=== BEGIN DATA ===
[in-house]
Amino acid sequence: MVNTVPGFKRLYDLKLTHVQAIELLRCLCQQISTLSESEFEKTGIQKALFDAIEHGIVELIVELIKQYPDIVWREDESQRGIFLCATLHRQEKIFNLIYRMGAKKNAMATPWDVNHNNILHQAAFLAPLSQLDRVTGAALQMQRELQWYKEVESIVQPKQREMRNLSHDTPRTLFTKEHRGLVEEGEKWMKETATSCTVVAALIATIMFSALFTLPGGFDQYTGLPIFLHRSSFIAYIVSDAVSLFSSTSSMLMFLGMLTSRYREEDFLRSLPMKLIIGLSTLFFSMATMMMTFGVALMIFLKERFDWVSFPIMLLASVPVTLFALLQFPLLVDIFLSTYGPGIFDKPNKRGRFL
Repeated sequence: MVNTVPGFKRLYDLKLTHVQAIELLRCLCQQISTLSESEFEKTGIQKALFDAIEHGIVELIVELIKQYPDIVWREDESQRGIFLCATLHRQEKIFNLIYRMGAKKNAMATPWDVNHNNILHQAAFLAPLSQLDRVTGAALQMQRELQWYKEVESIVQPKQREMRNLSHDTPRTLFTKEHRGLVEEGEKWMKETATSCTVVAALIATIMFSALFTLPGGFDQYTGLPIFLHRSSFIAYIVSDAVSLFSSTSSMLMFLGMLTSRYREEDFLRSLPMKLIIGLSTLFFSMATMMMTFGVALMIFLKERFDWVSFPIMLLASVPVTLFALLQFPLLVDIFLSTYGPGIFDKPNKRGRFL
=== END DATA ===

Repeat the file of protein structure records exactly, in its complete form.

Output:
[in-house]
Amino acid sequence: MVNTVPGFKRLYDLKLTHVQAIELLRCLCQQISTLSESEFEKTGIQKALFDAIEHGIVELIVELIKQYPDIVWREDESQRGIFLCATLHRQEKIFNLIYRMGAKKNAMATPWDVNHNNILHQAAFLAPLSQLDRVTGAALQMQRELQWYKEVESIVQPKQREMRNLSHDTPRTLFTKEHRGLVEEGEKWMKETATSCTVVAALIATIMFSALFTLPGGFDQYTGLPIFLHRSSFIAYIVSDAVSLFSSTSSMLMFLGMLTSRYREEDFLRSLPMKLIIGLSTLFFSMATMMMTFGVALMIFLKERFDWVSFPIMLLASVPVTLFALLQFPLLVDIFLSTYGPGIFDKPNKRGRFL
Repeated sequence: MVNTVPGFKRLYDLKLTHVQAIELLRCLCQQISTLSESEFEKTGIQKALFDAIEHGIVELIVELIKQYPDIVWREDESQRGIFLCATLHRQEKIFNLIYRMGAKKNAMATPWDVNHNNILHQAAFLAPLSQLDRVTGAALQMQRELQWYKEVESIVQPKQREMRNLSHDTPRTLFTKEHRGLVEEGEKWMKETATSCTVVAALIATIMFSALFTLPGGFDQYTGLPIFLHRSSFIAYIVSDAVSLFSSTSSMLMFLGMLTSRYREEDFLRSLPMKLIIGLSTLFFSMATMMMTFGVALMIFLKERFDWVSFPIMLLASVPVTLFALLQFPLLVDIFLSTYGPGIFDKPNKRGRFL